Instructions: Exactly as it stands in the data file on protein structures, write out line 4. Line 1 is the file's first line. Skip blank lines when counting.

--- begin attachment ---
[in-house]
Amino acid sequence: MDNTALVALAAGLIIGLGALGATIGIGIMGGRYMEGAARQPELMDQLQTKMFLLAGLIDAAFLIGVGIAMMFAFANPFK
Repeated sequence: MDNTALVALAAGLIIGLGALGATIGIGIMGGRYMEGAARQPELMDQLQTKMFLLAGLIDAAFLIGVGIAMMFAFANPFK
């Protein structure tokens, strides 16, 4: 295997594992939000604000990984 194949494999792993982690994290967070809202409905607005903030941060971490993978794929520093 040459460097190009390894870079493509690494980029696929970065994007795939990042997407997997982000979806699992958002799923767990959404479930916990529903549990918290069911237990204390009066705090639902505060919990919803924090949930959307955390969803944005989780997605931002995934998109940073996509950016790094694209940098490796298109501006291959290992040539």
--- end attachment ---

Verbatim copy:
């Protein structure tokens, strides 16, 4: 295997594992939000604000990984 194949494999792993982690994290967070809202409905607005903030941060971490993978794929520093 040459460097190009390894870079493509690494980029696929970065994007795939990042997407997997982000979806699992958002799923767990959404479930916990529903549990918290069911237990204390009066705090639902505060919990919803924090949930959307955390969803944005989780997605931002995934998109940073996509950016790094694209940098490796298109501006291959290992040539």